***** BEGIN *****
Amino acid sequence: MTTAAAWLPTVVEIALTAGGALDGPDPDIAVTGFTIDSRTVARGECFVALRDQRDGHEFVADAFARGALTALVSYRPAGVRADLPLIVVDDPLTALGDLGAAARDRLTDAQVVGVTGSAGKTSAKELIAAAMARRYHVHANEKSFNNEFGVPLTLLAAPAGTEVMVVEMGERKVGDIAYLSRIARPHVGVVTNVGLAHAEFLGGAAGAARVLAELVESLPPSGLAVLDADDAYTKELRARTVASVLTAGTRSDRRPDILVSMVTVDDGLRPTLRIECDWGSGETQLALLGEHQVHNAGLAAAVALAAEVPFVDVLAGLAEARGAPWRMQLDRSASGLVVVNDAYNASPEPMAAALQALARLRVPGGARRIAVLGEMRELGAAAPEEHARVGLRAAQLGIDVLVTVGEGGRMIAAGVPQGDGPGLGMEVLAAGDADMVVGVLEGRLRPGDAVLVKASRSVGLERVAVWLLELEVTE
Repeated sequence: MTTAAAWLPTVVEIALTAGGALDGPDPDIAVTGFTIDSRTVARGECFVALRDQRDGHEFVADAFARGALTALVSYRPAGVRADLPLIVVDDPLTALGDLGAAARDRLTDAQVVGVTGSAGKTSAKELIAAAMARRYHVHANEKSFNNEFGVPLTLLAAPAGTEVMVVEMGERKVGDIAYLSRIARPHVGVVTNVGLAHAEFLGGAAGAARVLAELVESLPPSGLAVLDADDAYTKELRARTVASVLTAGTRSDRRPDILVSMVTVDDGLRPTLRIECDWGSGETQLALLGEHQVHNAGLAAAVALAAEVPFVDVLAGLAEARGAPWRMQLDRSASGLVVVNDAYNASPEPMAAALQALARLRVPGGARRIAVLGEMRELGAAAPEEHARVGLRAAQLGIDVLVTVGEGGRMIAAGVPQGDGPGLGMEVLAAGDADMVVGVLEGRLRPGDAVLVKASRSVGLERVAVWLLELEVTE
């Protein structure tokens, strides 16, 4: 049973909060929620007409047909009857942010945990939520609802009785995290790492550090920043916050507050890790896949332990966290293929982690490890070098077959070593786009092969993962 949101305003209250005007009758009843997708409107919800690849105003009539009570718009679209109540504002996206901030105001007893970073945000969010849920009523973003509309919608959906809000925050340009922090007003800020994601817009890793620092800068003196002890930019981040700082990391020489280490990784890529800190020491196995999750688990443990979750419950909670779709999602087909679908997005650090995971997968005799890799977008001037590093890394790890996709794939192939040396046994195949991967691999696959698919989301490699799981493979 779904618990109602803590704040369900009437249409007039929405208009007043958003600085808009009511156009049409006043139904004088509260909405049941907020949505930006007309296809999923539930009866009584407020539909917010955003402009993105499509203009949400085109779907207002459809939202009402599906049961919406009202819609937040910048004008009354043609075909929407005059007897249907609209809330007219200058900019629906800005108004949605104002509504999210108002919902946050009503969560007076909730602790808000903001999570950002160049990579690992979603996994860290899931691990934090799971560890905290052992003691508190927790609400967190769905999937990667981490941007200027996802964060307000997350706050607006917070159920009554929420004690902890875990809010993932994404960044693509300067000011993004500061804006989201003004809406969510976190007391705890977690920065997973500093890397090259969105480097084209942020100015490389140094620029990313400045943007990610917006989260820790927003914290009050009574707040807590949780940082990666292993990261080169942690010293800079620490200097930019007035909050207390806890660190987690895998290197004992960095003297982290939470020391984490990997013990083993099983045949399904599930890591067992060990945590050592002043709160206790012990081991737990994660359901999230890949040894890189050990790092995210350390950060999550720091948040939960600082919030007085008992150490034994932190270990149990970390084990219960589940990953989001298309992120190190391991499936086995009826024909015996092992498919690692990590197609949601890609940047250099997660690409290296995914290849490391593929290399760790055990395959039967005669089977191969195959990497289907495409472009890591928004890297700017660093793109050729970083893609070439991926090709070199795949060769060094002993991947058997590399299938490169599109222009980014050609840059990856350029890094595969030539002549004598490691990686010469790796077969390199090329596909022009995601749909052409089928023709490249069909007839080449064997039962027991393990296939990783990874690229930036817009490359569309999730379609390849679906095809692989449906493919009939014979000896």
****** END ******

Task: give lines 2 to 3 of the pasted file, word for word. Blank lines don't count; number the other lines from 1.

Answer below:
Repeated sequence: MTTAAAWLPTVVEIALTAGGALDGPDPDIAVTGFTIDSRTVARGECFVALRDQRDGHEFVADAFARGALTALVSYRPAGVRADLPLIVVDDPLTALGDLGAAARDRLTDAQVVGVTGSAGKTSAKELIAAAMARRYHVHANEKSFNNEFGVPLTLLAAPAGTEVMVVEMGERKVGDIAYLSRIARPHVGVVTNVGLAHAEFLGGAAGAARVLAELVESLPPSGLAVLDADDAYTKELRARTVASVLTAGTRSDRRPDILVSMVTVDDGLRPTLRIECDWGSGETQLALLGEHQVHNAGLAAAVALAAEVPFVDVLAGLAEARGAPWRMQLDRSASGLVVVNDAYNASPEPMAAALQALARLRVPGGARRIAVLGEMRELGAAAPEEHARVGLRAAQLGIDVLVTVGEGGRMIAAGVPQGDGPGLGMEVLAAGDADMVVGVLEGRLRPGDAVLVKASRSVGLERVAVWLLELEVTE
């Protein structure tokens, strides 16, 4: 049973909060929620007409047909009857942010945990939520609802009785995290790492550090920043916050507050890790896949332990966290293929982690490890070098077959070593786009092969993962 949101305003209250005007009758009843997708409107919800690849105003009539009570718009679209109540504002996206901030105001007893970073945000969010849920009523973003509309919608959906809000925050340009922090007003800020994601817009890793620092800068003196002890930019981040700082990391020489280490990784890529800190020491196995999750688990443990979750419950909670779709999602087909679908997005650090995971997968005799890799977008001037590093890394790890996709794939192939040396046994195949991967691999696959698919989301490699799981493979 779904618990109602803590704040369900009437249409007039929405208009007043958003600085808009009511156009049409006043139904004088509260909405049941907020949505930006007309296809999923539930009866009584407020539909917010955003402009993105499509203009949400085109779907207002459809939202009402599906049961919406009202819609937040910048004008009354043609075909929407005059007897249907609209809330007219200058900019629906800005108004949605104002509504999210108002919902946050009503969560007076909730602790808000903001999570950002160049990579690992979603996994860290899931691990934090799971560890905290052992003691508190927790609400967190769905999937990667981490941007200027996802964060307000997350706050607006917070159920009554929420004690902890875990809010993932994404960044693509300067000011993004500061804006989201003004809406969510976190007391705890977690920065997973500093890397090259969105480097084209942020100015490389140094620029990313400045943007990610917006989260820790927003914290009050009574707040807590949780940082990666292993990261080169942690010293800079620490200097930019007035909050207390806890660190987690895998290197004992960095003297982290939470020391984490990997013990083993099983045949399904599930890591067992060990945590050592002043709160206790012990081991737990994660359901999230890949040894890189050990790092995210350390950060999550720091948040939960600082919030007085008992150490034994932190270990149990970390084990219960589940990953989001298309992120190190391991499936086995009826024909015996092992498919690692990590197609949601890609940047250099997660690409290296995914290849490391593929290399760790055990395959039967005669089977191969195959990497289907495409472009890591928004890297700017660093793109050729970083893609070439991926090709070199795949060769060094002993991947058997590399299938490169599109222009980014050609840059990856350029890094595969030539002549004598490691990686010469790796077969390199090329596909022009995601749909052409089928023709490249069909007839080449064997039962027991393990296939990783990874690229930036817009490359569309999730379609390849679906095809692989449906493919009939014979000896």